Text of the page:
Nursery Preschool- Sign Language

BOOSTING SKILLS THROUGH SIGN

Communication development is a steep learning curve for infants, toddlers, and preschoolers – but New Zealand Sign Language is giving kids a flying start at ACG Strathallan Preschool.

One of New Zealand’s three official languages, New Zealand Sign Language (NZSL) is recognised as a valuable form of communication within our Early Childhood Curriculum, Te Whāriki. Not only that, but current research indicates that babies who sign, speak earlier, have a bigger vocabulary, and go on to perform better at school.

For Donna Martin and Catherine Adams, integrating sign language into the preschool day has brought a slew of benefits.

“It has created new communication opportunities for both our babies and our teachers as well as supporting communication development throughout the children’s varying cultures, ages and abilities,” says Donna, who introduced NZSL into the ACG Strathallan nursery last year.

“It is also another way for us to embrace and celebrate diversity and acknowledge NZSL as one of New Zealand’s three official languages alongside Māori and English. And, with some of our families beginning to use the signs at home now, the potential is very exciting!

It has had an empowering effect on everyone.”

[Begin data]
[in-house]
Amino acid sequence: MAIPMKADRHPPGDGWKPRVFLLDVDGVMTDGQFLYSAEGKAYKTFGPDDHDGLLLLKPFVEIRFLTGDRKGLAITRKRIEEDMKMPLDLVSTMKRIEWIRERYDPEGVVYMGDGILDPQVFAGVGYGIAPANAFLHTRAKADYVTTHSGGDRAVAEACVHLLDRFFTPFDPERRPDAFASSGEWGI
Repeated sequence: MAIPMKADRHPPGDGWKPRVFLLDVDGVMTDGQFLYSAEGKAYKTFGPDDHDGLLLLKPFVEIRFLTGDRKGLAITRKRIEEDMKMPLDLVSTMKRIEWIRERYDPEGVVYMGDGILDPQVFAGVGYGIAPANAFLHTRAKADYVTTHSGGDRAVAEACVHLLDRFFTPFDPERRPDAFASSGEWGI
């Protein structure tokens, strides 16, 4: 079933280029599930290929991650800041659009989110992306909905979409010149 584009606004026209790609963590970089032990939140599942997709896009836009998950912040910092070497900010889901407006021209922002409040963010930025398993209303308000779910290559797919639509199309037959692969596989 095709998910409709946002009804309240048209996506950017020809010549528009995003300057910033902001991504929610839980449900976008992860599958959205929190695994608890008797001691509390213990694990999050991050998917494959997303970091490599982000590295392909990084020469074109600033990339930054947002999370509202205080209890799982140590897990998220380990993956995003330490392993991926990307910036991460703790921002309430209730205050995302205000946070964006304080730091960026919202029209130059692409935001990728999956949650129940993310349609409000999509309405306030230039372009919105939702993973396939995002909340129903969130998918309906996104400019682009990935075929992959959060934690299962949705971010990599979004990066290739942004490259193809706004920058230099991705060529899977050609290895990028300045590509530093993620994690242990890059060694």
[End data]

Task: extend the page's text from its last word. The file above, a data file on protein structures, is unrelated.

Initially, teachers at the centre began incorporating signs that expressed emotions, actions, and requests, supporting tamariki to convey their needs. Sign language was included in the mealtime karakia, and before long whanau began sharing signs they wanted to see their children learning – from greetings and manners to colours and animals. Now the junior and senior rooms have learned to sign the days of the week and even some of their favourite mat time songs.

“Even before words emerge, infants and toddlers communicate through their own forms of body language and gesture. Tuning into these attempts, and using sign language as an additional mode of communication, provides another way for children to express their needs and desires while their verbal language is still developing. Responding effectively and respectfully through sign also deepens bonds and affirms children’s sense of belonging and wellbeing.”

New Zealand Sign Language is now well and truly woven into the fabric of nursery life.

“We have continued to add new signs in authentic ways which are relevant for the tamariki and it has been wonderful seeing the benefits of this journey for everyone involved”.

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